Immune cross-reactivity between Am and Aah scorpion venoms using NbF12-10, NbAahI’F12 and NbAahII10 specific monoclonal antibodies: Indirect ELISA

We evaluated immunological binding capacity of monoclonal Nbs: NbF12-10, NbAahI'F12 and NbAahII10 towards Am venom and its fractions F2 and F3. An antigenic cross-reactivity against F3 fraction is observed when NbF12-10 (Figure 5A) and NbAahI’F12 (Figure 5B) are used at concentration of 5μg/ml, and the p-values are highly significant (p = 0.0028 and 0.0022, respectively). A significant reactivity of NbAahI’F12 against Am venom is noted (p = 0.0025) (Figure 5B). Remarkably, only poor binding of NbAahII10 to Am venom as well as to F3 fraction is noticed (Figure 5C). No affinity has been noted between Nbs (NbF12-10, NbAah’F12 and NbAahII10) and F2 fraction


Figure 5: Antigenic cross-reactivity of Aah-specific NbF12-10 (Figure 5A), NbAahI’F12 (Figure 5B), NbAahII10 (Figure 5C) nanobodies towards Am venom, F2 and F3 fractions. Very significant recognition (**) (0.001 < p < 0.01); significant (*) (0.01 < p < 0.05). p: probability value.

Histology of brain, lung and liver tissues upon F3 injection with or without NbF12-10

Pathophysiological effects of F3 fraction have been investigated in mouse by i.c.v injection. Histological screening of organs sections from mice envenomed by F3 toxic fraction with two doses of 30 ng and 35 ng (corresponding to 2 LD50 and 2.3 LD50, respectively), showed 100% mortality of mice poisoned and structural changes in brain, lung and liver tissues. Indeed, in brain tissue, a marked congestion, vasodilatation, hemorrhage, edema and neuronal constriction were observed (Figure 6: panels B-B1 and K). In lung parenchyma, we observed many edemas in intra-alveolar and bronchiolar levels, and half of the lung tissue was invaded by edema and congestion. Moreover, several hemorrhagic foci, large fibrin deposition, infiltration of inflammatory cells and loss of alveolar walls were observed (Figure 6: panels E and M-M1). In liver tissue, F3 fraction caused congestion, sinusoidal dilatation, hepatocyte turgescence, hepatocyte with nuclear hypertrophy or bi-nucleating (Figure 6: panels H and O). Histological slices of control animals showed normal architecture structural (Figure 6: panels A, D-D1 and G).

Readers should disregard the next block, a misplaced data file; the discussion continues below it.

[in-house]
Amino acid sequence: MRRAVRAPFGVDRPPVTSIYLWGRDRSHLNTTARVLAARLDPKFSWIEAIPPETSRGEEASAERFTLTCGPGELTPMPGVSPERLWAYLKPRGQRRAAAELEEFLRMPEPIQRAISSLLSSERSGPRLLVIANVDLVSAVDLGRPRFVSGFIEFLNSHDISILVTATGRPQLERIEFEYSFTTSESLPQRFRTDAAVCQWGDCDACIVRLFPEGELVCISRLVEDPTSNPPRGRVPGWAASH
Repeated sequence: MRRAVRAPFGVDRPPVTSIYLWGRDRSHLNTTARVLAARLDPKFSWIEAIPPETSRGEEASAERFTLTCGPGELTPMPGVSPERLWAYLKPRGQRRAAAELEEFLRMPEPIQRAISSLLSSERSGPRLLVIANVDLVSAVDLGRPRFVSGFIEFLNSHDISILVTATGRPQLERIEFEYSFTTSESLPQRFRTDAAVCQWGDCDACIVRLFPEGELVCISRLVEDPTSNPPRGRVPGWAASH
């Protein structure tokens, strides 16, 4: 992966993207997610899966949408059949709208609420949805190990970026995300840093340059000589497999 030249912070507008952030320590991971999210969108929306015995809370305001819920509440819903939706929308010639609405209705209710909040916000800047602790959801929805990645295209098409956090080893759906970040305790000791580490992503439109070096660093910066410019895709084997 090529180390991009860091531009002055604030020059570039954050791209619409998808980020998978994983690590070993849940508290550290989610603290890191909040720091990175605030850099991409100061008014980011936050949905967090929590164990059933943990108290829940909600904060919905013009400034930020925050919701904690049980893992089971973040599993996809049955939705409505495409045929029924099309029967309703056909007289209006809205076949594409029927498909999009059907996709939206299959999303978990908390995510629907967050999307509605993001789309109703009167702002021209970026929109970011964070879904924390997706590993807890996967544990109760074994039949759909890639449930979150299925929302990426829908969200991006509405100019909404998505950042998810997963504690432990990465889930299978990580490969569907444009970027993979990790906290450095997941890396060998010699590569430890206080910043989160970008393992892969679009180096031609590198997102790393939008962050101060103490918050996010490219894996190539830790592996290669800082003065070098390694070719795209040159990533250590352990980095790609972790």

Figure 6: Histology of brain, pulmonary and liver tissues from mice envenomed with F3 fraction at 35 ng / mouse (Panels K, M-M1 and O) or receiving F3 mixed with 8 molar excess of NbF12-10 (Panels L, N-N1 and P). Histology of brain, pulmonary and liver tissues from mice envenomed with injection of F3 fraction at 30 ng / mouse (Panels B-B1, E and H) or receiving F3 mixed with 4 molar excess of NbF12-10 (Panels C, F and I) in comparison to tissues from control mice (Panels A, D-D1 and G).N: Neurons, Bv: Blood vessel, Cg + vd: congestion and vasodilatation, Nc: Neuronal constriction, Av: Alveole, Hr: hemorrhage, Be: Bronchial edema, E: Edema, Inf: Infiltration of inflammatory cells, Cg: Congestion, Hp: Hepatocyte; Sn: Sinusoids, Cv: Centrolobular vein, Tg + Nh: Turgescence + nuclear hypertrophy, Bn: Bi-nucleating, Fd: Fibrin deposit (X 40 magnifications). All injections were made via i.c.v injections.

To evaluate the capacity of NbF12-10 to neutralize the toxicity caused by 30 or 35 ng (i.e. 2 LD50 and 2.3 LD50) of the F3 toxins from Am scorpion venom per mice, we pre-incubated the toxins with NbF12-10 at various molar ratios before i.c.v. injection (Table 1). The NbF12-10 was added at an estimated 1 to 8 molar excess over the toxins in the F3 fraction, as indicated. The mice from the first, second and third group received 30 ng of F3 pre-incubated with either 120 ng, 240 ng or 480 ng of NbF12-10 (that correspond to a molar ratio of toxin: Nb of 1: 1, 1:2 and 1:4, respectively). The fourth and fifth groups of mice received 35 ng of F3 pre-incubated with 560 ng or 1120 ng of NbF12-10 (corresponding to 4 or 8-fold molar excess of Nb, respectively).

Our results revealed that NbF12-10 ensures the survival of 50 % of mice injected with 35 ng of the F3 fraction with an 8 fold molar excess of Nb (Table 2). Hence, a significant Am-neutralizing capacity of the NbF12-10 was noticed under these conditions whereas a reduced excess of NbF12-10 (i.e. equimolar to 1:4 ratio) in the mixtures failed to neutralize a 2 LD50 of F3-Am fraction as all mice died from F3 poisoning and important structural changes in tissues were observed experimentally.

 Table 2 Group of four mice Molar ratio F3:NbF12-10 Survivors mice
1 1 : 1 0/4
2 1 : 2 0/4
3 1 : 4 0/4
4 1 : 4 0/4
5 1 : 8 2/4
Results of mice groups challenged with F3 toxin by i.c.v injection molar ratios of F3 ⁄ NbF12-10.

Table 2: Efficiency of NbF12-10 against the toxic effects of fraction F3.